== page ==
God and Slavery (Part two)

I am working on a research paper about Pro-Slavery arguments used from the Bible in pre-Civil War America. 

One of the more interesting arguments came from a guy named Frederick Ross.  Ross was a Presbyterian preacher who in 1857 made a speech about abolitionists and what they were preaching.

Ross said that Abolitionists could not be finding their justification in the Bible.  He said people who see slavery “in harmony with the Bible” can cling to it more confidently because they were right.  He said that according to them “Paul [was] moved by the Holy ghost to sanction the philosophy of Thomas Jefferson.” 

He said that abolitionists couldn’t “torture” the words out that they wanted so they went elsewhere to learn what they could read back into the Bible. 

Now, I think that slavery is evil.  I am glad it is over, but on some points I have to agree with him.  I think in the Bible, due to the cultural context, you have slaves implored to obey their masters.  You have Paul sending Onesimus back to his owner after he ran away. 

That is not to say that abolitionists didn’t have Biblical points as well, but I find this ping pong f religious conversation very interesting.  More to come!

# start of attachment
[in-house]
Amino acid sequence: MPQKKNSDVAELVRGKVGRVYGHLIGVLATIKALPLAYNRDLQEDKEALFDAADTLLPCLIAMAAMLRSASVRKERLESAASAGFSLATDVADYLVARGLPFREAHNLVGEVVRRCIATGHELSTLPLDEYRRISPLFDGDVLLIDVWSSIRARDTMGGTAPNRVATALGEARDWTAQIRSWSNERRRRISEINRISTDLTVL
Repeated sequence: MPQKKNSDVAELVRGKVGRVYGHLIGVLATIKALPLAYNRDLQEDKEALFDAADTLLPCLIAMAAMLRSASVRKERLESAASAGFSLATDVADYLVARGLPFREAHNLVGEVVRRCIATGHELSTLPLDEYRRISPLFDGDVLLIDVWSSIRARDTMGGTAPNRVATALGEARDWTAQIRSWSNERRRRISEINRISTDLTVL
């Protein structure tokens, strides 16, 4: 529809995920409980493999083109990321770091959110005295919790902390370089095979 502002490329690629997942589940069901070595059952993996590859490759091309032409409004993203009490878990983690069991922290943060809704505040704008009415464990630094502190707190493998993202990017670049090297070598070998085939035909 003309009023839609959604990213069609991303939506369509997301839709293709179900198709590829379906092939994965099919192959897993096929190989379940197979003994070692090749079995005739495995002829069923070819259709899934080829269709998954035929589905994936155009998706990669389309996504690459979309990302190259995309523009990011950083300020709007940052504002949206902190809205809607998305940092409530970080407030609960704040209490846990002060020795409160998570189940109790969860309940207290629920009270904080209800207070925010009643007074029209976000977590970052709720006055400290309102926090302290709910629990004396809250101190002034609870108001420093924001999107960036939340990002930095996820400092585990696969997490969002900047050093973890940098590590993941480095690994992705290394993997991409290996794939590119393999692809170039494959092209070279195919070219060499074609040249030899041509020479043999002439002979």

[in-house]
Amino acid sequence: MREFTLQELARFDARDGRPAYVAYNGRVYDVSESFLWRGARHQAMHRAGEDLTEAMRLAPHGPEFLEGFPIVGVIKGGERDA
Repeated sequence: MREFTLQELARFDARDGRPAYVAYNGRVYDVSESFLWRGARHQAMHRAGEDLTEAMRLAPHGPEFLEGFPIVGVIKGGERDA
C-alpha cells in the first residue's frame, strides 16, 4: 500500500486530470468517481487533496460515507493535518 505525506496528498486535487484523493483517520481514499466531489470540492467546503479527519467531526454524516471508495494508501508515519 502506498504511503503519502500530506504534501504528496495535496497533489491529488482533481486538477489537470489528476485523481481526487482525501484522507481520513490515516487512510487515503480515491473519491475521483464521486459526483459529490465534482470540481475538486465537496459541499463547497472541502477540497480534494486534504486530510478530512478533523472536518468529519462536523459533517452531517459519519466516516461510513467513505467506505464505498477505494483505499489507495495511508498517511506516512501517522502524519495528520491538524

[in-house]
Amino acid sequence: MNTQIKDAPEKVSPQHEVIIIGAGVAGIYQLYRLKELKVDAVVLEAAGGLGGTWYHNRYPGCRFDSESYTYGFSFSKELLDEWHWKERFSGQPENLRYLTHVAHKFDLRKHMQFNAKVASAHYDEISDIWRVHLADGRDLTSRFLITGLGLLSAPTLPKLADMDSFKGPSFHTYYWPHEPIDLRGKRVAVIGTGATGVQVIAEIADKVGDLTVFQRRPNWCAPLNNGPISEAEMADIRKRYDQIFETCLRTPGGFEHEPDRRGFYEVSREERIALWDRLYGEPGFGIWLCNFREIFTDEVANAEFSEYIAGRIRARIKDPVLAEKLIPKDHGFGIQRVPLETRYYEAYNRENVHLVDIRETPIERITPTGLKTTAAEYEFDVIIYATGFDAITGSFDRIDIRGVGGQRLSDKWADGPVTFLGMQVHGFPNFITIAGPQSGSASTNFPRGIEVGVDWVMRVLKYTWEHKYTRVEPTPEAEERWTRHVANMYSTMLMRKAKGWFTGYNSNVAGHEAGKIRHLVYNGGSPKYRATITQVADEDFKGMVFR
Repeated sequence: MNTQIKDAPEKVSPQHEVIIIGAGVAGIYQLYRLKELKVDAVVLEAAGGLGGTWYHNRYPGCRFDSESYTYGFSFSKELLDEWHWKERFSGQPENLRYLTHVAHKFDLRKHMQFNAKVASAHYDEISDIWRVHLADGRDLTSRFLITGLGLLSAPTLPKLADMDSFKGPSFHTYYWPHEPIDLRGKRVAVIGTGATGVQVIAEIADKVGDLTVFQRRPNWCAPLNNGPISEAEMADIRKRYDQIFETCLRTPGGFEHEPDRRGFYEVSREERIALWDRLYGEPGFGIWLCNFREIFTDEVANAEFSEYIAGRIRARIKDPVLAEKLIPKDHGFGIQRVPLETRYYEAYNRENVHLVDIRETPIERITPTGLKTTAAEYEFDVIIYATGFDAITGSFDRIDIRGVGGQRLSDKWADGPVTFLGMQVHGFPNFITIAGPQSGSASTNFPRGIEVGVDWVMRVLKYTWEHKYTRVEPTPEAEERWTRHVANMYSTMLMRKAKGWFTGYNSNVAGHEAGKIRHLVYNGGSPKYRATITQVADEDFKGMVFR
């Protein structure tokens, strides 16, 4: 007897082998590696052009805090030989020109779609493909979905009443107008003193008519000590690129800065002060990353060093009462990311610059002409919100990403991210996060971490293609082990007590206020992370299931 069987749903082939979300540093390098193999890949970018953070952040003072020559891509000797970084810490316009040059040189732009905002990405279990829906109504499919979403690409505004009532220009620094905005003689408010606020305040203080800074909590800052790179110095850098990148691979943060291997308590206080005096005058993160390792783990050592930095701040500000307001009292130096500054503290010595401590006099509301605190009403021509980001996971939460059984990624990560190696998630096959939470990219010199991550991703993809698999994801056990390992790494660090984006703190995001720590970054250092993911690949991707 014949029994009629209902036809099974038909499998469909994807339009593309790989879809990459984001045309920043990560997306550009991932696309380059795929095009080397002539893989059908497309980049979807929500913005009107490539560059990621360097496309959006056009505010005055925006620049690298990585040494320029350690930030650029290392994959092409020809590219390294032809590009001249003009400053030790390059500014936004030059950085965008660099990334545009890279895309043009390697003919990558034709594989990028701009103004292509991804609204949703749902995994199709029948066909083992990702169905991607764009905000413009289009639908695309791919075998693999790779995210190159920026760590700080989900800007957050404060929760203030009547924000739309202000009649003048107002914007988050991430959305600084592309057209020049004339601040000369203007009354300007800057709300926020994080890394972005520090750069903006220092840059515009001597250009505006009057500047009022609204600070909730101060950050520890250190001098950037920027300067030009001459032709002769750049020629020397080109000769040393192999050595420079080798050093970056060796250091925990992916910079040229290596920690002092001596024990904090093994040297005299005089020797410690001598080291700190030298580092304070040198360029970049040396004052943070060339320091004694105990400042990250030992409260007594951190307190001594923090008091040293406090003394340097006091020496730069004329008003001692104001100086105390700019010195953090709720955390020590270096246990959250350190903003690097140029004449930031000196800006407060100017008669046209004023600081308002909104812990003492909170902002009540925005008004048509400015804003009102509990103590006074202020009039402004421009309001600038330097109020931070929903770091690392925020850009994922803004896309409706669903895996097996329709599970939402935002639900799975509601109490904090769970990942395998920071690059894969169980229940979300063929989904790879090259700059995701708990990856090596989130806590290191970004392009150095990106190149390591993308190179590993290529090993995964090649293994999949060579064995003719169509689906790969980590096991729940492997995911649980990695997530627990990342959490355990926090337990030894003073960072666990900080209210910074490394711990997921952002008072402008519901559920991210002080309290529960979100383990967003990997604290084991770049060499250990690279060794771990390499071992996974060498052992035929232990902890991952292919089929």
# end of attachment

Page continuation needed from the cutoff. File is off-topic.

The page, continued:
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About coleyoakum

My name is Coleman Yoakum. I am formerly a student at Harding University. Today you can find me in Detroit Michigan doing what I can to expand the Kingdom of God and preparing to start an intentional community in Pontiac. I enjoy reading, writing, photography, music and politics. I am sure that all of these things will find their way to this blog from time to time. Twitter: coleyoakum Facebook: Coleman Yoakum Email: coleyoakum@gmail.com Flickr: flickr.com/photos/coleyoakum/

2 responses to “God and Slavery (Part two)”

  1. rey says :

    There’s a reason why Paul says “the letter killeth, but the spirit giveth life.” Ironically, this refers to his own letters more than any others in Scripture. If we follow the Spirit of Christ who gave himself as our ransom (i.e. price to set a slave free) then we will oppose slavery. But if we follow the letter of Paul’s letters, we will die.

  2. coleyoakum says :

    There is a line of thinking out there called the Evolution of Scripture.

    At the time of Paul’s writings it would have been unreasonable and absurd for Paul to openly oppose slavery. But over time as we “evolved” morally the bible did as well, and we can look at scripture and say, “Slavery is evil and there is argument for that in the Bible.”

    A couple other issues that people believe that about is women’s rights as well as acceptance of homosexuality.

    In one breath Paul says, “There is no slave or free, male nor female.” Then says, “Women are to be silent.” But, as we evolved out of the first century mindset of women’s roles, we can also start to focus on other verses in the same book.

    I would disagree with this theory as it relates to homosexuality. I think as we read 1 & 2 Corinthians we see that homosexuality was a pretty common thing that was openly accepted, even part of worship. So to say it was something that would change over-time would suggest there has to be a change from then to now.

    But it is an interesting idea in regard to slavery.

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